Simulation of a 250 kW diesel fuel processor/PEM fuel cell system
ABSTRACT Polymer-electrolyte membrane (PEM) fuel cell systems offer a potential power source for utility and mobile applications. Practical fuel cell systems use fuel processors for the production of hydrogen-rich gas. Liquid fuels, such as diesel or other related fuels, are attractive options as feeds to a fuel processor. The generation of hydrogen gas for fuel cells, in most cases, becomes the crucial design issue with respect to weight and volume in these applications. Furthermore, these systems will require a gas clean-up system to insure that the fuel quality meets the demands of the cell anode. The endothermic nature of the reformer will have a significant affect on the overall system efficiency. The gas clean-up system may also significantly effect the overall heat balance. To optimize the performance of this integrated system, therefore, waste heat must be used effectively. Previously, we have concentrated on catalytic methanol-steam reforming. A model of a methanol steam reformer has been previously developed and has been used as the basis for a new, higher temperature model for liquid hydrocarbon fuels. Similarly, our fuel cell evaluation program previously led to the development of a steady-state electrochemical fuel cell model (SSEM). The hydrocarbon fuel processor model and the SSEM have now been incorporated in the development of a process simulation of a 250 kW diesel-fueled reformer/fuel cell system using a process simulator. The performance of this system has been investigated for a variety of operating conditions and a preliminary assessment of thermal integration issues has been carried out. This study demonstrates the application of a process simulation model as a design analysis tool for the development of a 250 kW fuel cell system.
SourceAvailable from: Maohong Fan[Show abstract] [Hide abstract]
ABSTRACT: Hydrogen has been widely considered a clean fuel of the future, with the highest mass based energy density of known fuels. Water gas shift (WGS) and steam reforming (SR) are the major reactions used for hydrogen production, and improved catalysts are essential to the future of the WGS and SR processes. Much progress in the different aspects of these fields has been made recently, which includes approaches to preparation and characterization, doping and promotion, as well as evaluation of catalysts, especially nanocatalysts. Significant improvements have been realized in increasing the stability of the catalysts, the overall conversion of raw materials, and the hydrogen production selectivity. This review aims to introduce these hydrogen production processes, to present developments in these areas, and discusses recent improvements that have made noteworthy impacts. CopyrightInternational Journal of Hydrogen Energy 10/2014; 39(30):16983–17000. DOI:10.1016/j.ijhydene.2014.08.041 · 2.93 Impact Factor
[Show abstract] [Hide abstract]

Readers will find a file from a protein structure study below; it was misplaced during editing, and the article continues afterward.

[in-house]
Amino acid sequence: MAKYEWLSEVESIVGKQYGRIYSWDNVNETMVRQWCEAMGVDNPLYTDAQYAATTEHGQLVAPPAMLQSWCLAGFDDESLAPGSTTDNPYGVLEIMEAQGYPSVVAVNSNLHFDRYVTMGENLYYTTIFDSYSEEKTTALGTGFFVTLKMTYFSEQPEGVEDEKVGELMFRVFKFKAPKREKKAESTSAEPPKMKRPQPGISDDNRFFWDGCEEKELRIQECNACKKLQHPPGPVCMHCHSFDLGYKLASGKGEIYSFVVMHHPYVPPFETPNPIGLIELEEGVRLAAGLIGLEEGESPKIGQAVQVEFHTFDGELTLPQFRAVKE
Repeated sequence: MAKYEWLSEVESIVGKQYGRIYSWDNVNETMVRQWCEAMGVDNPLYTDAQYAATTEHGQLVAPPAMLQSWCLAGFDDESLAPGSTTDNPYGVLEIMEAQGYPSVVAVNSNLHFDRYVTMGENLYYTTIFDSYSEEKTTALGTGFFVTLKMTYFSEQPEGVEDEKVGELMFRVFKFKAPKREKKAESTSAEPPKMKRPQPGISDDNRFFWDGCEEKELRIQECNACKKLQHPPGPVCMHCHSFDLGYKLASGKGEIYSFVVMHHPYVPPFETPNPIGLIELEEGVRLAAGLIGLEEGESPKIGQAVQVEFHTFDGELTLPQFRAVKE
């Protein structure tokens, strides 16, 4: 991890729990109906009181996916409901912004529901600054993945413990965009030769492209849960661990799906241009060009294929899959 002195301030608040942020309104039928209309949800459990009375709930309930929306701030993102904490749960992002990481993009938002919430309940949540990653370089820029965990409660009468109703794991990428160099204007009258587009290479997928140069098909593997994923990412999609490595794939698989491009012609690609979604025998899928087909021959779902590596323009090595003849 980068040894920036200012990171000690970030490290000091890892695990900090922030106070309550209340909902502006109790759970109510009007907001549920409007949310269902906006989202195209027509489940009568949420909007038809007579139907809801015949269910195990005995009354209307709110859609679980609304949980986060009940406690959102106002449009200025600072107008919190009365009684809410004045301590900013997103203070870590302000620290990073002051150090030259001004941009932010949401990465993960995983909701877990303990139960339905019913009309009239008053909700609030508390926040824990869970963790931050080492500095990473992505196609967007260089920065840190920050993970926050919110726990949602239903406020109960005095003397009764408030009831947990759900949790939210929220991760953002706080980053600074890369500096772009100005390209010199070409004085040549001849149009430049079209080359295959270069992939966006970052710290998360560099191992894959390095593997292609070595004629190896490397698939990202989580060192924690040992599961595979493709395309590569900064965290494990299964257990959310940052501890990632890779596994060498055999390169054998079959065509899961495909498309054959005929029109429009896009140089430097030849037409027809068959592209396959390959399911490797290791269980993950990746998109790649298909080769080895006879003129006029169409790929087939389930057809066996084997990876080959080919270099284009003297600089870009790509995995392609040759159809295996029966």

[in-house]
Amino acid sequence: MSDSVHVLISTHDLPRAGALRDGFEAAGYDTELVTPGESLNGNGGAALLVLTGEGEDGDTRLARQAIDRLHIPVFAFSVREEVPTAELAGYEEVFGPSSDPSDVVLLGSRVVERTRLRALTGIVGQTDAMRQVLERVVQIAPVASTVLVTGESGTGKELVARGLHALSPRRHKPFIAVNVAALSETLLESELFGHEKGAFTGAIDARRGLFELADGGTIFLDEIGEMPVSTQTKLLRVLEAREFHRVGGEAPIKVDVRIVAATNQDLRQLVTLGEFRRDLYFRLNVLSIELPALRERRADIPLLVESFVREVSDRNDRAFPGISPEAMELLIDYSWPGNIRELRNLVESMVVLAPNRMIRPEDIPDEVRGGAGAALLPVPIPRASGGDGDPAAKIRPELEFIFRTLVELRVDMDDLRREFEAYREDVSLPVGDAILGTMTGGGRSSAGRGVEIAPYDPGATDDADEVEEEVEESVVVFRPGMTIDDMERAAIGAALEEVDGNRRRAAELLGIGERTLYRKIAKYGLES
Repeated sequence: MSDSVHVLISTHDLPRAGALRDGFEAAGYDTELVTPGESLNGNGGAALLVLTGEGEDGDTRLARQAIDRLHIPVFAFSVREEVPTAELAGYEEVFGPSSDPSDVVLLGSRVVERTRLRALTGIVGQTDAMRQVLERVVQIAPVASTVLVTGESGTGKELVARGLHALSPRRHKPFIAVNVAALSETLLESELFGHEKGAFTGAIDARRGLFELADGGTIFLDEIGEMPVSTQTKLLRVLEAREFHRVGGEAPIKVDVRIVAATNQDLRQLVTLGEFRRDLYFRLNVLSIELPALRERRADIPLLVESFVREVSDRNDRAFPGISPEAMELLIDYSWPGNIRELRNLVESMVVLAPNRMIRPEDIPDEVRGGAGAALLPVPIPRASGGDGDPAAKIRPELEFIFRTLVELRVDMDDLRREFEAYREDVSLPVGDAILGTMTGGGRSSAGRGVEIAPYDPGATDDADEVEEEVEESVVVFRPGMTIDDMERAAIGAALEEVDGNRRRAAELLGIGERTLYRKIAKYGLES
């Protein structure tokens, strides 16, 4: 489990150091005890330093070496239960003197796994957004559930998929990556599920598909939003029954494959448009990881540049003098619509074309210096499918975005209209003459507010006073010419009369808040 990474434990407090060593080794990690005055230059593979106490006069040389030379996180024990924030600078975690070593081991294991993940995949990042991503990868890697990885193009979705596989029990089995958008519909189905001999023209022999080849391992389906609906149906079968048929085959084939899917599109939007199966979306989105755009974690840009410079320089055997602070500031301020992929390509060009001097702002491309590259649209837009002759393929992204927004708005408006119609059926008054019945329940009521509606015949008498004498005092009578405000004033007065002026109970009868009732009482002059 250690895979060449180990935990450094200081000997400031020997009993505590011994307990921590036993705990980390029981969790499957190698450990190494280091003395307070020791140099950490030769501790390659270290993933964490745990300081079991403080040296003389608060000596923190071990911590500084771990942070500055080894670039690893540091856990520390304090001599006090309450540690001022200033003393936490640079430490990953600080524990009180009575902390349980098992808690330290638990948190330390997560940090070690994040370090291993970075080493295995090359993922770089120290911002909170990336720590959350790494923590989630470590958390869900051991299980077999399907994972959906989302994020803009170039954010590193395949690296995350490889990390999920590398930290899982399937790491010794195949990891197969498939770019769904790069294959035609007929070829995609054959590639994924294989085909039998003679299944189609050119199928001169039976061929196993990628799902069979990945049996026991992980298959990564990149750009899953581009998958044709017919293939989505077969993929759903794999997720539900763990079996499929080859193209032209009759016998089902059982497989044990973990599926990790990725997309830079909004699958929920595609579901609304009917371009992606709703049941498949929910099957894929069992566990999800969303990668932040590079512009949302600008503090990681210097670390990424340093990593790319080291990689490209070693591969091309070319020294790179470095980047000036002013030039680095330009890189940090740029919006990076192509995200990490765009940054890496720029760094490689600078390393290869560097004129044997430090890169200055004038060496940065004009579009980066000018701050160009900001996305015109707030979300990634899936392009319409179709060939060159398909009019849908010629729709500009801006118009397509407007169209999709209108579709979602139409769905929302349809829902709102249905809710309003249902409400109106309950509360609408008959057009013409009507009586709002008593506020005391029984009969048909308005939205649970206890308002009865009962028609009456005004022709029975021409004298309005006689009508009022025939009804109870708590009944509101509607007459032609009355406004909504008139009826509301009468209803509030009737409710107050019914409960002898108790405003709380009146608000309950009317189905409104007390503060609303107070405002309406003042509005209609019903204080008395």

ABSTRACT: Steam reforming of n-hexadecane, a major component of diesel over Ni-based hydrotalcite-like catalyst was carried out at at atmospheric pressure with space velocity of and feed molar ratio of steam/carbon=3.0. Ni-based hydrotalcite catalyst was prepared by a solid phase crystallization (spc) method and characterized by -physisorption, CO chemisorption, TPR., XRD, and TEM techniques. It was found that spc Ni/MgAl catalyst showed higher catalytic stability and inhibition of carbon formation than Ni/ catalyst under the tested conditions. The results suggest that the modified spc-Ni/MgAl catalyst after optimization may be applied for the SR reaction of diesel.01/2010; 21(5).
[Show abstract] [Hide abstract]
ABSTRACT: Off-grid electricity generation creates a number of environmental, social and economic concerns for remote communities. This represents an opportunity for deployment of SOFC systems in remote areas for distributed power generation. In this paper, a simulation of a 1 kW diesel-fed SOFC system using an auto-thermal reformer is developed and studied using a sensitivity analysis. The influence of key design and operating variables on system performance, where system performance is characterized by the net system efficiency, gross stack efficiency and the final system exhaust temperature is examined. Selected paired variable sensitivities are also examined based on the ranking of individual sensitivities, where two variables at a time are adjusted simultaneously. Of the variables studied, it is observed that variability in the air utilization, fuel utilization and the steam to carbon ratio have the greatest impact on system performance. Overall, an insight is provided into the nature of operating variable interactions as well as those operating variables that require more rigorous process control. The work presented in this study is to be used as a tool by the SOFC Canada NSERC Strategic Network for the design and development of a demonstration small-scale diesel-fed SOFC system.Journal of Power Sources 10/2013; 239:527–537. DOI:10.1016/j.jpowsour.2013.03.107 · 5.21 Impact Factor